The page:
Eilis Boyle

Eilis Boyle


PhD project

My PhD examined the reconfiguration of disability, gender and power in spaces of care in interwar Britain. Focusing on the experiences of mentally and facially wounded (male and female) veterans, it comparatively analysed mental and physical wounds for the first time in the context of interwar care, revealing important points of commonality and departure in disabled veterans’ experiences, and engendering new ways of thinking about disability and care. Drawing on qualitative methodologies and interdisciplinary frameworks from gender and disability studies, this study interrogated how disabled veterans managed their (in)visibility, autonomy, agency and authority in systems predicated upon ideals which they struggled to conform to and at times actively sought to resist.

My PhD was conducted as part of the European Research Council-funded Men, Women and Care project, which examined the gendering of formal and informal caregiving in interwar Britain. 

I completed my MA by research at the University of Leeds in 2016. This project examined the social and psychological impact of facial injuries in Britain after the First World War, emphasising the agency and distinctive voices of facially wounded veterans. 


‘“An uglier duckling than before”: Reclaiming Agency and Visibility Amongst Facially-Wounded Ex-Servicemen in Britain After the First World War’, Alter European Journal of Disability Research, 13.4 (2019), 308-22

(with Dr Jessica Meyer), evidence submitted to Mental Health of Men and Boys Inquiry, UK Parliament Women and Equalities Committee, 22 May 2019  

Book review of Stefanie Linden, They Called It Shell Shock: Combat Stress in the First World War (Solihull: Helion & Company Limited, 2017), Journal of the Society for Army Historical Research, 2017


University of Huddersfield 

2020                 Module leader, lecturer and seminar tutor, level 3, The Great War: Culture and Society

University of Leeds

2019                 Module designer and tutor, level 1, Historiography and Historical Skills: Gender and Disability after the First World War

2018                 Seminar tutor, level 1, The Modern World, 1750-1989

2017                 Module designer and tutor, level 1, Historiography and Historical Skills: Continuity and Social Change in First World War Britain: Medical and Gendered Perspectives 

Selected public engagement and impact 

Intern, History & Policy at Leeds, 2019

Exhibition Co-Curator, Goodbye to all that? Legacies of the First World War, Treasures of the Brotherton Gallery, Leeds, 2017-19

Documentary appearance in Facing the Aftermath: The First World War and the Birth of Facial Reconstruction, Legasee, The Veterans’ Video Archive, May 2019

Podcast appearance, Legacies of War podcast, University of Leeds, February 2017 

Research Intern, Somme 1916: From Durham to the Western Front, centenary exhibition, Palace Green Library, Durham, 2015 

Selected conference papers

‘Caring for Facial Injuries in the First World War: Patient and Nurse Perspectives’, poster presentation, International Society for First World War Studies (University of Leeds, September 2019)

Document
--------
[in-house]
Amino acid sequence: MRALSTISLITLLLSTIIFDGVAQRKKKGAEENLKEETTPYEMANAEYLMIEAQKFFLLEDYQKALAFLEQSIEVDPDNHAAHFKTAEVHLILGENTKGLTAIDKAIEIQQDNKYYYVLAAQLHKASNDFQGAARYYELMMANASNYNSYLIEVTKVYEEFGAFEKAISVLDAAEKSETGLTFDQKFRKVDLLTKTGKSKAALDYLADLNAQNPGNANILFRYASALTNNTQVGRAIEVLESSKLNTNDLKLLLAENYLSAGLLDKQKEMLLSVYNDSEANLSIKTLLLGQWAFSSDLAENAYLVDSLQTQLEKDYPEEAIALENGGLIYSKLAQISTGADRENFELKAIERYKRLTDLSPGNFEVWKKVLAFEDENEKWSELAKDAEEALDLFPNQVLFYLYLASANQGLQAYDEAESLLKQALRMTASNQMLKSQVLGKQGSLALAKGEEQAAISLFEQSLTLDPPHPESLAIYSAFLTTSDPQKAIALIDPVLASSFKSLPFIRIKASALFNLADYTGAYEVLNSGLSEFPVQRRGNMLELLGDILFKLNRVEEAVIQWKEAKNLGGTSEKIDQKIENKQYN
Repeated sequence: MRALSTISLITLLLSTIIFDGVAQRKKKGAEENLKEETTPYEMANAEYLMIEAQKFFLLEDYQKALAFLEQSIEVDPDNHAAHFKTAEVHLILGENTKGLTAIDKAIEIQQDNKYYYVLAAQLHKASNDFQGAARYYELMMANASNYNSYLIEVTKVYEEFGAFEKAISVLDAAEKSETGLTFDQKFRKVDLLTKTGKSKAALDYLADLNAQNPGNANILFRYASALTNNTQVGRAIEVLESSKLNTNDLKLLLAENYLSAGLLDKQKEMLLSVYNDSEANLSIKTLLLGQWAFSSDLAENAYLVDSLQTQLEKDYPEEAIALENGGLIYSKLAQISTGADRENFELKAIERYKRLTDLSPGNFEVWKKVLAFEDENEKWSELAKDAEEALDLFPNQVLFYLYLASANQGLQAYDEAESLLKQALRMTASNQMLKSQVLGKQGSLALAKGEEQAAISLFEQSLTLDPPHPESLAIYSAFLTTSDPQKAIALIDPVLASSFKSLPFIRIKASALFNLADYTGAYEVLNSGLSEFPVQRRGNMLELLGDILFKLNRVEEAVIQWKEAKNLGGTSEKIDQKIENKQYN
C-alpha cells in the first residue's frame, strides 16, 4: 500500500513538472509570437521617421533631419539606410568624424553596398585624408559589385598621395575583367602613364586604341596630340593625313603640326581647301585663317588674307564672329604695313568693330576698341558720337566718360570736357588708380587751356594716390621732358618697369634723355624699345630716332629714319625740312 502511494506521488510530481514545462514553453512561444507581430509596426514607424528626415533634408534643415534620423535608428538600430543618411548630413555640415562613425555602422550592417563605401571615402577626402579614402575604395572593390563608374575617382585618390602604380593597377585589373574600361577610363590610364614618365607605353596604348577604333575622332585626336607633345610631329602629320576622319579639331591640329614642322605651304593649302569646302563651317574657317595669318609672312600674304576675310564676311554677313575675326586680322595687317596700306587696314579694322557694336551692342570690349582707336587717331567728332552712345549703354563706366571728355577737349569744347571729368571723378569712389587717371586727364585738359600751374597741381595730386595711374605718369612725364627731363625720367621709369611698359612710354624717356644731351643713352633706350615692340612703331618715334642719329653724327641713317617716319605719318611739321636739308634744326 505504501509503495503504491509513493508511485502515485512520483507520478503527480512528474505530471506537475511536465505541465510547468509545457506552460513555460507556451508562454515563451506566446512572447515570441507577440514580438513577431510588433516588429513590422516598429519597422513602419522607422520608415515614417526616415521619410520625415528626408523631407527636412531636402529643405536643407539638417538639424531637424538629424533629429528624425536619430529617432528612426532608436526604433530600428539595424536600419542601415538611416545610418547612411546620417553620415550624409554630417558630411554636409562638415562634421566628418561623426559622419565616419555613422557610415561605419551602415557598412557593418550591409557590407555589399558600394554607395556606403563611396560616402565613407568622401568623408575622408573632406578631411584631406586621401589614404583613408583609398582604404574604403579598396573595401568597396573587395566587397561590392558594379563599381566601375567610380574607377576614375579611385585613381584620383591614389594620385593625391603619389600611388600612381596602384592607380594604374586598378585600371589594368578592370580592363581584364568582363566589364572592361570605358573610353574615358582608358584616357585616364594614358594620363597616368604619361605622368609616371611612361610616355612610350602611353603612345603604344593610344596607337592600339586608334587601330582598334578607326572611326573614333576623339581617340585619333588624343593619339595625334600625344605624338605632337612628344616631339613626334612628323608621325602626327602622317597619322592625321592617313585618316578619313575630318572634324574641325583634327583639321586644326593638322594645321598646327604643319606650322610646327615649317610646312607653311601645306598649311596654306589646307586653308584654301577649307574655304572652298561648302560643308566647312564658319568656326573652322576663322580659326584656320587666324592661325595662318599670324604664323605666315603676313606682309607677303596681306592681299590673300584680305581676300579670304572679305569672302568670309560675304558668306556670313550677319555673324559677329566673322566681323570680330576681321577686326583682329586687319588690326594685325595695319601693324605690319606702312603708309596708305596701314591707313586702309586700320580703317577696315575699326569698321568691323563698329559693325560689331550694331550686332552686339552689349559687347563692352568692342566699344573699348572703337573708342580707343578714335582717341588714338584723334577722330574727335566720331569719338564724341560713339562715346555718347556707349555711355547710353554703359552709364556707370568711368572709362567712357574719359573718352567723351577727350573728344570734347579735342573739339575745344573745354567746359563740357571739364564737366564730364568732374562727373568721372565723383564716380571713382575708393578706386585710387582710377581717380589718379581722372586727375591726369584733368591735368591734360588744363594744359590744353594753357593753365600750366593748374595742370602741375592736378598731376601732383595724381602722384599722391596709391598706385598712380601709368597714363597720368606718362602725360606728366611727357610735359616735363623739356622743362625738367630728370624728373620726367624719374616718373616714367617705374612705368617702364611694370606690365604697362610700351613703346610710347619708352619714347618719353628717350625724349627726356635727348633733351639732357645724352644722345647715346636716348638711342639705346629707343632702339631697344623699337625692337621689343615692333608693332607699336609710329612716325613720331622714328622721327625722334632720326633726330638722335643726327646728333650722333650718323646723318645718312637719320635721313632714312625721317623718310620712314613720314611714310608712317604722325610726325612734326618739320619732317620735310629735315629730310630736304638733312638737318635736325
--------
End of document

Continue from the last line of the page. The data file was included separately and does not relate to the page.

‘Gender, Rights and Visibility: Conceptualising the Care of War-wounded Women in Interwar Britain’, Social History Society Annual Conference (University of Lincoln, June 2019)

‘The Value of Public Engagement in Historical Research’, invited talk, Impact and Public Engagement training workshop (University of Leeds, March 2019) 

‘“Without her help I could not continue at all”: Exploring the Relationship Between Gender, Care and Visibility in Local and Domestic Communities in Post-war Britain’, 1918-2018: An Internal Conference (University of Wolverhampton, September 2018)

‘“Without her help I could not continue at all”: Examining the Gendered Dynamics of Domestic Care in Post-war Britain’, Care After the First World War (University of Leeds, April 2018)

‘Facial Wounds and Care in Britain During and After the First World War’, public talk as part of the Bowes Museum’s First World War Commemoration Project (Bowes Museum, May 2018)

‘“An Uglier Duckling Than Before”: The Case of Reginald Evans and the Domestic Reintegration of Facially wounded Veterans’, What Tommy Did Next: Veterans’ Activities and Organisations of the First World War, in the UK and Beyond (University of Edinburgh, March 2017)

Blog posts

‘Psychological Wounds and Accountability in Post-war Britain: A Response to Kandace Bogaert’, Men, Women and Care blog, February 2018

‘Facial Injuries and Care in World War I’, Effaced from History? Facial Difference and its Impact from Antiquity to the Present Day, July 2017 

‘Negotiating Networks of Care’, Men, Women and Care blog, June 2017 

‘What Tommy Did Next: Veterans’ Activities and Organisations of the First World War, in the UK and Beyond’, Men, Women and Care blog, March 2017

‘The Subjective Nature of Disfigurement’, Men, Women and Care blog, February 2017


  • Social History Society
  • Disability History Association


Research interests

I am a social and cultural historian, research interests include: 

  • Gender

  • Disability 

  • Masculinities 

  • Trauma 

  • Facial difference 

  • Histories of medicine 

  • Psychiatry 

  • The social and cultural impact of conflict 


  • Fellow of the Higher Education Academy
  • M.A. by Research
  • B.A. (Hons) English Literature & History, first-class honours